Thursday, June 11, 2009
Stanley B / Fletcher Canyon - 6/11/09
What a great bunch of hikers, huh? There were thirteen of us today hiking up the Stanley B Trail all the way to the top of the ridge, crossing over and dropping down into Fletcher Canyon through Obstacle Rock and out. We parked at the Fletcher Canyon parking area, hiked up the road to Stanley B and came out at the Fletcher Canyon trailhead. The hike was a little less than six miles with an elevation gain of around 1400 feet. Due to the difficulty of the terrain, the hike took us about 4.5 hours. It might would have taken longer but the dark clouds above us kept us going.
On the way up to the ridge, we passed by the three entrances to the old lead mine. A spring comes out of the first one which is pictured to the right. After viewing the mine entrance, we headed on up the wash which became more and more steep and a little brushy. We followed the wash as long as we could then we had to head straight up the steep hill to the right covered with loose rock. The going was tough here but ... as you can see below ... the tough kept going.
At the top of the ridge, we had this view of Mummy's Toe with Fletcher Canyon descending below. The dark clouds above presented an ominous warning that we were in rain country and hiking down through Fletcher Canyon in the rain was not our first choice for a morning out. We decided to forego the snack break for after we got down past Obstacle Rock. So, down we went.
The first part of the descent was a steep slippery hike down a wash, climbing over rotting logs and stepping down rocks and gravel among the trees. The most fun part of this section was this tree we had to negotiate shown to the left. After crossing the terrain in a couple of places working our way to the left, we found the stream the flowed into Fletcher Canyon proper. At that point, we began crossing the stream over and over again while listening to the beautiful sounds of a good bit of running water.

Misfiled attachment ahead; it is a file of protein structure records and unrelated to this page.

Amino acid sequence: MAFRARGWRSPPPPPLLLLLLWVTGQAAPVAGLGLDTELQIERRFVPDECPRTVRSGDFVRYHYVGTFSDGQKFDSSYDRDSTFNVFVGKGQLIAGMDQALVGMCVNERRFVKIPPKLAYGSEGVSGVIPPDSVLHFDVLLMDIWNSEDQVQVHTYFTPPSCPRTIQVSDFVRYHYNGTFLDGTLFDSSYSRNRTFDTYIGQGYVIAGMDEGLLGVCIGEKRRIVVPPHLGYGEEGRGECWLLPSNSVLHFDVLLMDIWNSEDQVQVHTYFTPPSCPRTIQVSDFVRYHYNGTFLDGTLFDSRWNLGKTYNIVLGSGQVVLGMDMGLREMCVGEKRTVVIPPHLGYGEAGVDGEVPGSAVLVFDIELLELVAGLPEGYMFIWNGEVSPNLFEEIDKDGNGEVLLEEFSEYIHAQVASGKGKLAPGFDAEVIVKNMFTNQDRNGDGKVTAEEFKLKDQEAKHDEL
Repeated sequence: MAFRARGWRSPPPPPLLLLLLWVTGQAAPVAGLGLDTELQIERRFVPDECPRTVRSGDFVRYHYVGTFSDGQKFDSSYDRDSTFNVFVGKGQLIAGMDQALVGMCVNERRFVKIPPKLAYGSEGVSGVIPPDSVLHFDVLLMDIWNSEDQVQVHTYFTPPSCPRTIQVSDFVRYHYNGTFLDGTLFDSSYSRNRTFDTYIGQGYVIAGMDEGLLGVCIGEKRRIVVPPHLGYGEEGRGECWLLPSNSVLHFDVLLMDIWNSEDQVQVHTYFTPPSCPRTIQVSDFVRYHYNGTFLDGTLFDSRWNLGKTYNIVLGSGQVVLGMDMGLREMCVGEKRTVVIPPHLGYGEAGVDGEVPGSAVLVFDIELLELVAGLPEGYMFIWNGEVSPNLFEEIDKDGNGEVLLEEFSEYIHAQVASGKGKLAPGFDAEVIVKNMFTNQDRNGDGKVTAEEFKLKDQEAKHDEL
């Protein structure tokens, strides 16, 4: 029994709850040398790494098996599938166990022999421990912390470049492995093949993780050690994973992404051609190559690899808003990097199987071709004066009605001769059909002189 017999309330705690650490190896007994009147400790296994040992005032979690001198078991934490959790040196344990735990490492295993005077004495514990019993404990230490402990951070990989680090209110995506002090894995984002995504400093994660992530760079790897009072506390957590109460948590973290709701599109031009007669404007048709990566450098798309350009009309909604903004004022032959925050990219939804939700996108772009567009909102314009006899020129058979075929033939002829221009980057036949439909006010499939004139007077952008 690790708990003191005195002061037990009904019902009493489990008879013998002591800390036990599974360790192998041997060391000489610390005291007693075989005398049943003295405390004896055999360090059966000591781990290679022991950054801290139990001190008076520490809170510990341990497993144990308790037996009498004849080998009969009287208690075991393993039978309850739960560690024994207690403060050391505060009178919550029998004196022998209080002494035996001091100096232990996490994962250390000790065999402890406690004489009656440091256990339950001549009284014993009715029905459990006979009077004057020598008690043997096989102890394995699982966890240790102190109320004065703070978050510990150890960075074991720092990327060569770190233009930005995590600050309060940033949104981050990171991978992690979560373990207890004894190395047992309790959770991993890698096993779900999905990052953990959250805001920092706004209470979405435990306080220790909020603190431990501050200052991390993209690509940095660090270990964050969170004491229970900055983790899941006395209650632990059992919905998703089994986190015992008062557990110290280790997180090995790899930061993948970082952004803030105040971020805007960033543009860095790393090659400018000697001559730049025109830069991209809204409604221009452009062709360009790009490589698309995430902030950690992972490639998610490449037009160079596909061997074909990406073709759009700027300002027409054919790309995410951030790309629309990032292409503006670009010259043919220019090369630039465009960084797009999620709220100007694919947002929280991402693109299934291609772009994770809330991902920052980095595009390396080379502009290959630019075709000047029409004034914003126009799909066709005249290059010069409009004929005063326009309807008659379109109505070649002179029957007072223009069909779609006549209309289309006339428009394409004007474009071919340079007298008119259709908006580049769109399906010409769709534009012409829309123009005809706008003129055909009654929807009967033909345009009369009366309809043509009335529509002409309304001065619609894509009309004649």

We reached a high dry waterfall and had to hike around it to get to the bottom. It was then that the scenery exploded with interesting canyon formations. You could see where the water had smoothed out a high rock wall. There were two slot canyons, one of which had a tall ponderosa pine growing seemingly out of the rock next to it. (Did you know that a ponderosa pine smells like vanilla or butterscotch? Try it!)
The picture above shows one of the slot canyons and the picture to the left shows the waterfall inside the small slot that had the pine growing above. This blogger wanted to spend the next hour taking pictures but the train was leaving. (And, oh yeah, a little bit of camera trouble prevented pictures of the large slot canyon which leads the hiker gracefully to the top of Obstacle Rock.) One by one, all thirteen of us climbed down through the rabbithole created by what we call Obstacle Rock. The hole slides down between the canyon wall and a huge boulder which tends to move a little some years with the snow melt. Because of so many people sliding through the hole, the surrounding rock has become very smooth and slippery.
We slid through the hole, crouched through the opening then stepped down a log ladder which is also very slippery from excessive use. But there are not a lot of obstacles that thirteen people cannot conquer when they help each other. After all thirteen of us appeared on the other side, we finally sat for a snack break and some conversation.
Two more miles and we were back at the cars. Not a single drop of rain was reported. Below, you can see the route we took.